Closed borders, traffic jams for miles: during the Coronavirus crisis, key achievements of European integration are being suspended from one day to the other. Meanwhile, the European Commission tries to control national solo actions and to reinstate unhampered intra-European goods transport – at the expense of workers in the transport sector.
Whether between Austria and Hungary, Italy and Austria, Germany and Poland or Poland and Lithuania: since the outbreak of the crisis, many border crossings within the EU have experienced mile-long traffic jams for HGVs and waiting times up to 24 hours, as Member States, in order to slow down the spread of the Coronavirus, have introduced health checks or closed their borders completely. This is added by national exceptions: many Member States have already announced that driving times will be expanded and that resting periods will be reduced at national level. In the meantime, Germany had suggested to relax cabotage rules; however, this has been withdrawn due to the resistance of branch associations.
At the same time, working conditions for “system relevant” HGV drivers were of minor importance: due to closed motorway service stations, such as the lack of access to sanitary facilities, food or even drinking water, working conditions have become almost disastrous. Because of national solo actions regarding driving times and rest periods it even happened that drivers were fined for longer journeys in one country, which, however, was allowed in others. Hence, the Coronavirus crisis acts like a burning lens on the anyway difficult working conditions in an industry, which for decades has struggled with the consequences of wage and social dumping. On 22nd March, Social Democrat MEPs Ismail Ertug and Johan Danielsson urged the Commission and the responsible Ministers in a letter, to take measures against these injustices.
The European Commission responded to the border closures by Member States and published on 23rd March 2020 Guidelines on the implementation of “Green Lanes” along the European Trans-European Transport Network. In doing so, it wants to ensure that goods transport can run smoothly again. Member States shall make sure that waiting times at borders are no longer than 15 minutes. Health checks should be limited to electronically measuring the temperature of drivers, whereby other checks should be kept to a minimum. Driving bans, such as the ban on night-time or weekend driving should be lifted. Instead, drivers should be allowed to spend their regular weekly resting periods of 45 hours in their vehicle for a month. These regulations shall apply to the transport of all goods; hence, they should not be limited to essential transports of goods such as sanitary products or food.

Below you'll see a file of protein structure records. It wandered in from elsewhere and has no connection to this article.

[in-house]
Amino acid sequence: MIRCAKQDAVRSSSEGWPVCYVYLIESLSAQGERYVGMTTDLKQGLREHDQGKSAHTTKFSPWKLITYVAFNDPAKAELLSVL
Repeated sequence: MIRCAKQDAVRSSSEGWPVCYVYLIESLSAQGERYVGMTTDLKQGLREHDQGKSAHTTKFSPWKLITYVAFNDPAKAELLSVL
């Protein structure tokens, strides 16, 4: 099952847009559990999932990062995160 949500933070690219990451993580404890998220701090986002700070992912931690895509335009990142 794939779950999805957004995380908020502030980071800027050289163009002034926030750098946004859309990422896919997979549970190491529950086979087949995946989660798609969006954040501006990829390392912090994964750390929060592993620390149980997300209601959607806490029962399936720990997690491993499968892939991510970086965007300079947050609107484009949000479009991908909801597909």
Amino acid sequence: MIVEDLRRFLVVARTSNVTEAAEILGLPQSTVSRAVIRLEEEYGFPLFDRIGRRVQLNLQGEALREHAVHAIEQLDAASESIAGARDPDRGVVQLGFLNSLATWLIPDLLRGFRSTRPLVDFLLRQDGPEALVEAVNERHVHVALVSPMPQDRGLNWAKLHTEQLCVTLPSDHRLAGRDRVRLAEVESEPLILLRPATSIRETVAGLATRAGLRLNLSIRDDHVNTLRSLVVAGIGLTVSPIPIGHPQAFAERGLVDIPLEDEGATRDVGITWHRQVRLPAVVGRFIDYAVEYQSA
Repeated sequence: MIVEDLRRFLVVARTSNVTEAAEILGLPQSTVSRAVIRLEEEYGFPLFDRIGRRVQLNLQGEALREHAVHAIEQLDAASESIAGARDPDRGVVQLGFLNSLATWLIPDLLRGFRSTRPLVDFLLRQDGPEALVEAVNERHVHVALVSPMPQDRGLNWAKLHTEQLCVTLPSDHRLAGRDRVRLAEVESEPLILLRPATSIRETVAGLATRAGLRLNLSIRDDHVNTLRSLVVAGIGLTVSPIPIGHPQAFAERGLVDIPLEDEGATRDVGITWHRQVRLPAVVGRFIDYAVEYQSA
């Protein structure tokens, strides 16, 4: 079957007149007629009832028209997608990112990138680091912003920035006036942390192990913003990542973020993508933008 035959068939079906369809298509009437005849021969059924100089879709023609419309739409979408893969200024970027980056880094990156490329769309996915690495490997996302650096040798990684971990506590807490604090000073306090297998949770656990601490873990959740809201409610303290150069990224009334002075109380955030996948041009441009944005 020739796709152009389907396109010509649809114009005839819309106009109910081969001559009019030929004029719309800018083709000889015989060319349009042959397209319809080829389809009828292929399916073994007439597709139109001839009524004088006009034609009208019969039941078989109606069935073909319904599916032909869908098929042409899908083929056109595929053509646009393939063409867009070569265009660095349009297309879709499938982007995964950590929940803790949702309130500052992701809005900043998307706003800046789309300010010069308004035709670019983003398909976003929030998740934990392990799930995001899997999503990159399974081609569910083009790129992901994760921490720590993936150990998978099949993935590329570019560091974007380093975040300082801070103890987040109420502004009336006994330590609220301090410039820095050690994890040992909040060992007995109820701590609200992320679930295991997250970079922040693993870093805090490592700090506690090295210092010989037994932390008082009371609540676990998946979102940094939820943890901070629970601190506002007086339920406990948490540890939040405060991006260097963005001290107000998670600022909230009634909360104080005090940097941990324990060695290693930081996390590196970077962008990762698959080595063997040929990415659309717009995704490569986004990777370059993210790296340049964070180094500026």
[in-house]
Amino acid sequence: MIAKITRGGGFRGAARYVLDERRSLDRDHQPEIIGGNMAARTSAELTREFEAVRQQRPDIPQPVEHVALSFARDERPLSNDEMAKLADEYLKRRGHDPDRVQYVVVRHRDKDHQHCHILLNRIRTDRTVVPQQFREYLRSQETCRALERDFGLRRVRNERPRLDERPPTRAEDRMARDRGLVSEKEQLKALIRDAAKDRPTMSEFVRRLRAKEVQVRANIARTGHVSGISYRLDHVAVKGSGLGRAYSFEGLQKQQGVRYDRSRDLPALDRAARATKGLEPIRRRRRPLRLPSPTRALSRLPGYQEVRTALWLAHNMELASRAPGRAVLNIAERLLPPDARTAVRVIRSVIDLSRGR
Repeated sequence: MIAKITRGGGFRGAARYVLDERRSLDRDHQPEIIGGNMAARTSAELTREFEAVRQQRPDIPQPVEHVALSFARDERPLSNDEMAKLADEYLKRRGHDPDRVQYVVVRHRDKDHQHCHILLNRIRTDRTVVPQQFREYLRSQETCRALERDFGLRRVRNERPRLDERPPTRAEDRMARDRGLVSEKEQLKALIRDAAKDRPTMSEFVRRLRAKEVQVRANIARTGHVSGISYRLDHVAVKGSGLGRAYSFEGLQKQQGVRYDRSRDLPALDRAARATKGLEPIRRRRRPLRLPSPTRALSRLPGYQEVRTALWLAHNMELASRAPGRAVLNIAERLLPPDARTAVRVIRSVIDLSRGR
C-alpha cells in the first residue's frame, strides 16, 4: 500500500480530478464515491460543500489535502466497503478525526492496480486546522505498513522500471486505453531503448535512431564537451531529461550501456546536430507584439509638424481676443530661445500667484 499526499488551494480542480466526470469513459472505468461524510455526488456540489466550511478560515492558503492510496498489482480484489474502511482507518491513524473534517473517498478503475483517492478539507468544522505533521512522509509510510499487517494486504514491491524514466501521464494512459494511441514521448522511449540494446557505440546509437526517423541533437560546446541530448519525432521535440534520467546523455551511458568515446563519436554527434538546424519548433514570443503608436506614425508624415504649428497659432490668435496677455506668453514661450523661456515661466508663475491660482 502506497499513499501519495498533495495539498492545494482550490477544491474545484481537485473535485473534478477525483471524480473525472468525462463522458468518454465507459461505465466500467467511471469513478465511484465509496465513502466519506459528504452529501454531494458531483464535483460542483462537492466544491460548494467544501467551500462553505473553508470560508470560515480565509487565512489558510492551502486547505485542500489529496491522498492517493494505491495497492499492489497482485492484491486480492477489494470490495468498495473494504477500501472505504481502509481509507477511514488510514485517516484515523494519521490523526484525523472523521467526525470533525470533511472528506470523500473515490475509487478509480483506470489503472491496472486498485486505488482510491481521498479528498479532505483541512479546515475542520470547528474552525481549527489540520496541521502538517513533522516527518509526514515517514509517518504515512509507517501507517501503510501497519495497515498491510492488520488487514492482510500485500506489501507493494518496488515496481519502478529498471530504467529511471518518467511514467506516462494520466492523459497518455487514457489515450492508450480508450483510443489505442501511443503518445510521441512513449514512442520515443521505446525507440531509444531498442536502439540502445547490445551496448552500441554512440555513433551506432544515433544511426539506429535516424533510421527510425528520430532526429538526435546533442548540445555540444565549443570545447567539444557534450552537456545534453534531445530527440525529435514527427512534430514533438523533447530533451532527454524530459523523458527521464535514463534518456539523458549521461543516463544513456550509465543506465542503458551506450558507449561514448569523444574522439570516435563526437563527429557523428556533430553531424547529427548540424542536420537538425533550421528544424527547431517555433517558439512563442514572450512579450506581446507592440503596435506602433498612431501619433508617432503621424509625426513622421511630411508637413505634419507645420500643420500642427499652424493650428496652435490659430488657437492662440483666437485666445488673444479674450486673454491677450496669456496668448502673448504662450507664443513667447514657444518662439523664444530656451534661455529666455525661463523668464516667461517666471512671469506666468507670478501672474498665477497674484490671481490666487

The guidelines’ focus clearly shows that the Commission is first and foremost concerned with the free movement of goods and the security of supply for consumers and that it is willing to suspend social rules such as driving times and rest periods for professional drivers. Instead of obliging Member States to guarantee the supply and care of drivers, in doing so, the working conditions of drivers are further aggravated.
It is therefore no surprise that the European Transport Workers’ Federation criticises the lack of obligations for the protection of drivers, who risk their health to maintain the transport of goods in Europe. It demands that the wellbeing of drivers will be especially protected. Due to the changed opening times and closures of motorway service stations it is of utmost urgency to ensure that drivers have not only shower and toilet facilities but also shopping opportunities to cater for themselves.
The opinion of the Chamber of Labour and Transport and Services Trade Union vida is clear: the Coronavirus crisis must not be a licence for exceeding driving times, and the adherence to resting periods and thereby the recovery phases of drivers must be guaranteed. Apart from that, employers must ensure that drivers get protective clothing if they ask for it. Companies, which receive deliveries or supply goods also have to create fair conditions for drivers, such as access to toilet facilities and catering offers. In addition, a coordinated European solution would be desirable to replace the socio-political patchwork rug, which covers all of Europe.
The current crisis also results in increasingly more voices from some new EU Member States to revise the Mobility Package. This Package includes among other the revision of driving times and rest periods and was among the most controversial dossiers of the past EU legislative period. From the point of view of the Chamber of Labour, the demand for relaxing social law provisions at the expense of professional HGV drivers has to be clearly rejected.